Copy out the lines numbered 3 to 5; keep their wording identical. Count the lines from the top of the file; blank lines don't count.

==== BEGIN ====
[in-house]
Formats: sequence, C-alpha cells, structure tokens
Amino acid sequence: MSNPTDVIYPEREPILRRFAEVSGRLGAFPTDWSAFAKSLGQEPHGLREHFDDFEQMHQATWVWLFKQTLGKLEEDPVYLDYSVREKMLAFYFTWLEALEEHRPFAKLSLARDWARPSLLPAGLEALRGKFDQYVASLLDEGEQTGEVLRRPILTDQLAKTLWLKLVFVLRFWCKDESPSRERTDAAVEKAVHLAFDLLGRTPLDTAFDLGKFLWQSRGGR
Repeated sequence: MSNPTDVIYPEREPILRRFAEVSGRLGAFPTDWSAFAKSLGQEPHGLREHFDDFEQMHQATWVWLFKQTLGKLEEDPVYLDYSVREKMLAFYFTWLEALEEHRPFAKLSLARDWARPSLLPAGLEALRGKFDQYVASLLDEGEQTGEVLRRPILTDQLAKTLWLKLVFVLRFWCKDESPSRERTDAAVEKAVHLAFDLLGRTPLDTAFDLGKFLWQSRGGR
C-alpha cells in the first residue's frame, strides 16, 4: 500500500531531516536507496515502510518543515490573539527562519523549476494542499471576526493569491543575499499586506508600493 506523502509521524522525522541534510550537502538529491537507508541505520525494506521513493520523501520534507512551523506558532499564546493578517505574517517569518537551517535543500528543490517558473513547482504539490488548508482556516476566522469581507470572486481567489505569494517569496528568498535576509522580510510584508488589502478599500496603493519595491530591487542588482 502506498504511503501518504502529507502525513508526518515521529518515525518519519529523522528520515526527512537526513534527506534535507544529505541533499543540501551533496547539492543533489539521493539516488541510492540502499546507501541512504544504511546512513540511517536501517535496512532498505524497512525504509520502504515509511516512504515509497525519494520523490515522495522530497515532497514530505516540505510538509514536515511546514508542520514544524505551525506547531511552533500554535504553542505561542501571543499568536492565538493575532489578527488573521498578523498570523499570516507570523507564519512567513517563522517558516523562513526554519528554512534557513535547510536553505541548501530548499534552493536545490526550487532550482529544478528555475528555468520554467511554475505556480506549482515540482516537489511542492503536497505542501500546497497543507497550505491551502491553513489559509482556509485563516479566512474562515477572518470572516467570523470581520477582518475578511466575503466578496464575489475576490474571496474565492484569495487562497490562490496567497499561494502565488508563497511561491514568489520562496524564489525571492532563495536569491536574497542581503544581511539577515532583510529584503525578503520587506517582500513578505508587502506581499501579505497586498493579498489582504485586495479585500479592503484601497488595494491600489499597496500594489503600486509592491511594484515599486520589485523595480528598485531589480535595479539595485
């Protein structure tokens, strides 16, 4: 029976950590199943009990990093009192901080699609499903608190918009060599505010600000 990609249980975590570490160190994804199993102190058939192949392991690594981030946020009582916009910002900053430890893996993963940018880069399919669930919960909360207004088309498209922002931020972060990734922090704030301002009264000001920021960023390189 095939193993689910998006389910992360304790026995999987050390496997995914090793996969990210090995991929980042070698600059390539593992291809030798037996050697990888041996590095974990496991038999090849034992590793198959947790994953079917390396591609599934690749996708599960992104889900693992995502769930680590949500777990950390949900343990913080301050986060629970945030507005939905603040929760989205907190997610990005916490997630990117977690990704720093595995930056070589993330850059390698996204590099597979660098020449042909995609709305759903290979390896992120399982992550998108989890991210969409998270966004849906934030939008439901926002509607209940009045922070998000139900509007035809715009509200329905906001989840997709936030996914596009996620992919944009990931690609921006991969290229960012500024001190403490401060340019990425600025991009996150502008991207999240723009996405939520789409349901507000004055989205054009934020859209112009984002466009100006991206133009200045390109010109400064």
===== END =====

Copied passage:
Amino acid sequence: MSNPTDVIYPEREPILRRFAEVSGRLGAFPTDWSAFAKSLGQEPHGLREHFDDFEQMHQATWVWLFKQTLGKLEEDPVYLDYSVREKMLAFYFTWLEALEEHRPFAKLSLARDWARPSLLPAGLEALRGKFDQYVASLLDEGEQTGEVLRRPILTDQLAKTLWLKLVFVLRFWCKDESPSRERTDAAVEKAVHLAFDLLGRTPLDTAFDLGKFLWQSRGGR
Repeated sequence: MSNPTDVIYPEREPILRRFAEVSGRLGAFPTDWSAFAKSLGQEPHGLREHFDDFEQMHQATWVWLFKQTLGKLEEDPVYLDYSVREKMLAFYFTWLEALEEHRPFAKLSLARDWARPSLLPAGLEALRGKFDQYVASLLDEGEQTGEVLRRPILTDQLAKTLWLKLVFVLRFWCKDESPSRERTDAAVEKAVHLAFDLLGRTPLDTAFDLGKFLWQSRGGR
C-alpha cells in the first residue's frame, strides 16, 4: 500500500531531516536507496515502510518543515490573539527562519523549476494542499471576526493569491543575499499586506508600493 506523502509521524522525522541534510550537502538529491537507508541505520525494506521513493520523501520534507512551523506558532499564546493578517505574517517569518537551517535543500528543490517558473513547482504539490488548508482556516476566522469581507470572486481567489505569494517569496528568498535576509522580510510584508488589502478599500496603493519595491530591487542588482 502506498504511503501518504502529507502525513508526518515521529518515525518519519529523522528520515526527512537526513534527506534535507544529505541533499543540501551533496547539492543533489539521493539516488541510492540502499546507501541512504544504511546512513540511517536501517535496512532498505524497512525504509520502504515509511516512504515509497525519494520523490515522495522530497515532497514530505516540505510538509514536515511546514508542520514544524505551525506547531511552533500554535504553542505561542501571543499568536492565538493575532489578527488573521498578523498570523499570516507570523507564519512567513517563522517558516523562513526554519528554512534557513535547510536553505541548501530548499534552493536545490526550487532550482529544478528555475528555468520554467511554475505556480506549482515540482516537489511542492503536497505542501500546497497543507497550505491551502491553513489559509482556509485563516479566512474562515477572518470572516467570523470581520477582518475578511466575503466578496464575489475576490474571496474565492484569495487562497490562490496567497499561494502565488508563497511561491514568489520562496524564489525571492532563495536569491536574497542581503544581511539577515532583510529584503525578503520587506517582500513578505508587502506581499501579505497586498493579498489582504485586495479585500479592503484601497488595494491600489499597496500594489503600486509592491511594484515599486520589485523595480528598485531589480535595479539595485